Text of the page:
Although I suppose that this is a somewhat biased perspective, the microprocessor lies at the center of every server and PC—or, for that matter, it lies at the center of practically every embedded system as well. Therefore, industry-standard benchmarks that specifically measure the power and energy of processors are essential. As a matter of fact, such a benchmark has been available since 2006. Specifically, EEMBC has developed EnergyBench, an industry-standard benchmark tool that allows the simultaneous measurement of a processor's performance and power/energy.
While most, if not all, of the systems being analyzed with the SPECpower benchmark have the luxury of being monitored from the wall plug, the challenge for EnergyBench users is that attaching the current probes usually requires dissection of the processor board.
Unfortunately, despite the incredible importance of being able to measure a processor's power while under a load, few vendors of processor evaluation or development boards provide a means for making these measurements. In turn, this has resulted in a limited amount of recognition for EnergyBench, the first industry-standard benchmark for measuring a computer system's power and performance characteristics.
Regardless, we should all continue our efforts to reveal the pertinent benchmark information that will help green the world that we live in.
While "The Design of Government" (N. Holmes, The Profession, May 2009, pp. 104, 102-103) was quite enjoyable, it paints an idealized scenario that does not seem to account for the foibles of human beings. Holmes describes the tendency of people to assemble "superorganisms." It seems to me that the bifurcation of politics, even if initially successful, would eventually succumb to this superorganism effect. That is, self-aggrandizement to maximize resources and rewards to the group, and high-ranking individuals in particular, would eventually win the day.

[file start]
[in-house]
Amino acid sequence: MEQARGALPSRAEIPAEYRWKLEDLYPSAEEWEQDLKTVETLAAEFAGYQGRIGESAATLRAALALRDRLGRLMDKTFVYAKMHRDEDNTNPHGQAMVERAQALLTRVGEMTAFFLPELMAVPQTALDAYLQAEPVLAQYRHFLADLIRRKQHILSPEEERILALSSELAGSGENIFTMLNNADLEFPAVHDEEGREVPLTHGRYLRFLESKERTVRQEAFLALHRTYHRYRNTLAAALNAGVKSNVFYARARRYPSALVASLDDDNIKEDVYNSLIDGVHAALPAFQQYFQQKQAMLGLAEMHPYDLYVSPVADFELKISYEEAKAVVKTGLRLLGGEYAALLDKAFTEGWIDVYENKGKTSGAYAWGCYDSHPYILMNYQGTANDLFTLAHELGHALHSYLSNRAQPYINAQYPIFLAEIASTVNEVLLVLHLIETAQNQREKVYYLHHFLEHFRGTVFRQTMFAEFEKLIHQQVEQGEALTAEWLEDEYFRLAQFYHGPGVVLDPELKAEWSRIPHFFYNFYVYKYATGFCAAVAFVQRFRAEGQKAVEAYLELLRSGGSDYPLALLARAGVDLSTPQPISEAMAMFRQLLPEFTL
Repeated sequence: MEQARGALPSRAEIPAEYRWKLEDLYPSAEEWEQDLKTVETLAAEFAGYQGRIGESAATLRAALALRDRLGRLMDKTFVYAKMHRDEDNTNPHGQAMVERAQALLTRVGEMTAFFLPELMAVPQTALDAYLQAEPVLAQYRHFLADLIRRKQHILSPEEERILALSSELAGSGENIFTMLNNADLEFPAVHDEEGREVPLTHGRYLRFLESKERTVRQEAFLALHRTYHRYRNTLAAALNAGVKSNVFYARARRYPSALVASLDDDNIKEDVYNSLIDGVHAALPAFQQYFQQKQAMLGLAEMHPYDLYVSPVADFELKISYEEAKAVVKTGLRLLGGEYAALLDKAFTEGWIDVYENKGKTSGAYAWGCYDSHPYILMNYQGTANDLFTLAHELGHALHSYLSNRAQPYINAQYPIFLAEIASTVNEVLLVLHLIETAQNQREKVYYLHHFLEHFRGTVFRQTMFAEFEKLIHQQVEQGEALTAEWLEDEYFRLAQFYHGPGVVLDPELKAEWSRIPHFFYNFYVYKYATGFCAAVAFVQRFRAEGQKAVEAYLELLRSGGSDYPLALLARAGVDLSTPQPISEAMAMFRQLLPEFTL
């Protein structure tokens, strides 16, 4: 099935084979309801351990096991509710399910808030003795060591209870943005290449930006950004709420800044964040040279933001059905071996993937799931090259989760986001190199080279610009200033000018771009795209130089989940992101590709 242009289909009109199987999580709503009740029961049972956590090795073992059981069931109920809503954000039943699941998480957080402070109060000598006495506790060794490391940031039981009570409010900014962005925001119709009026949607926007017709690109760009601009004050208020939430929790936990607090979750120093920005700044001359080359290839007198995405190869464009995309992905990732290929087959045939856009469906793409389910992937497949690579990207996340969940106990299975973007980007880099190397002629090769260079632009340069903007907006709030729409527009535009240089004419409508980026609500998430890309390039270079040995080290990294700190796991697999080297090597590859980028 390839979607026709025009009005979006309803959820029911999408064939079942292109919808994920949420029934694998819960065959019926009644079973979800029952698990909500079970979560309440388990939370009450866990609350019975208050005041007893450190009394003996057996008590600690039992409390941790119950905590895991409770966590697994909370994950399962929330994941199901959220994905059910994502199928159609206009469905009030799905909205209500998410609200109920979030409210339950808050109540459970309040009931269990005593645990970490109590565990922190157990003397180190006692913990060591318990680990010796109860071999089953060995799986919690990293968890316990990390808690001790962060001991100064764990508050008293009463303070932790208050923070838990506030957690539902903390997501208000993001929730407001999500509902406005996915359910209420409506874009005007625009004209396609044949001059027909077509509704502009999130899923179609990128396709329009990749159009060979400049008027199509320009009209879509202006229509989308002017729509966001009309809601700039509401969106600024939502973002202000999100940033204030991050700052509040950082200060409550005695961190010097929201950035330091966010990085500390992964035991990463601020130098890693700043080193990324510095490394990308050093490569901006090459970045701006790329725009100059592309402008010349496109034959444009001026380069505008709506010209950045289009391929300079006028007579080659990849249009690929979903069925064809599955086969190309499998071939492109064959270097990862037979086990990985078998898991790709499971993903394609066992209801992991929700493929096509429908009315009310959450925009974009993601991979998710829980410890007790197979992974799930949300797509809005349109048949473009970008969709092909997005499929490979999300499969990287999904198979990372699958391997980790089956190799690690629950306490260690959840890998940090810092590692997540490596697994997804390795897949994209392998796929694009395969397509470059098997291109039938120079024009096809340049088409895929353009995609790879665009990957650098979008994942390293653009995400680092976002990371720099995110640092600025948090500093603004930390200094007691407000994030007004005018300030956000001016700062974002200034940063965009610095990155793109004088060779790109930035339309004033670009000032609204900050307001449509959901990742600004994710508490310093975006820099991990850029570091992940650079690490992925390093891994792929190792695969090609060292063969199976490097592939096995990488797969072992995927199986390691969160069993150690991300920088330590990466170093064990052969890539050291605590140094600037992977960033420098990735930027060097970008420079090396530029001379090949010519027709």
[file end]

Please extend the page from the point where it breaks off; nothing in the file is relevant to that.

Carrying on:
I wonder if it's possible to ever set up a political system that approaches the democratic ideal.
Larry L. Gadeken
Neville Holmes responds:
In my opinion, we'll never get even close to the democratic ideal unless we get close to the educational ideal. The present education systems of "advanced" countries encourage the selfishness that corrupts our democracies. And redesign of government looks like a prerequisite for achieving the great improvement in education that digital technology has made practical ("Supporting Acquisition of Basic Skills," The Profession, Mar. 2008, pp. 104, 102-103).
Neville Holmes has rediscovered one of the great advances of the Enlightenment in the understanding of government (The Profession, "The Design of Government," May 2009, pp. 104, 102-103). The Enlightenment's concept of separation of powers (written into the US Constitution) is very much like Holmes's separation of government into analytical and operational functions. The details differ, but in both cases government is split along functional lines. The functional divisions are also made independent of each other to provide a series of checks and balances.
Interestingly, this analysis also bears some similarity to what has been learned through the Capability Maturity Model that the US Department of Defense is developing. The CMM has shown that productivity improves when processes are put in place and, most importantly, followed. Collecting data to determine how well the processes are working is also useful, but not quite as important as following them.
The primary problem with implementing these reforms is more a personal one. Creating separations in powers or implementing procedures means that the people involved lose some of their personal power. Politicians do not like that. Often, their constituents don't like it either. It is harder to get favors from an official who has to get approvals from or the cooperation of other officials. Thus there is a bias against a more rational organization for government.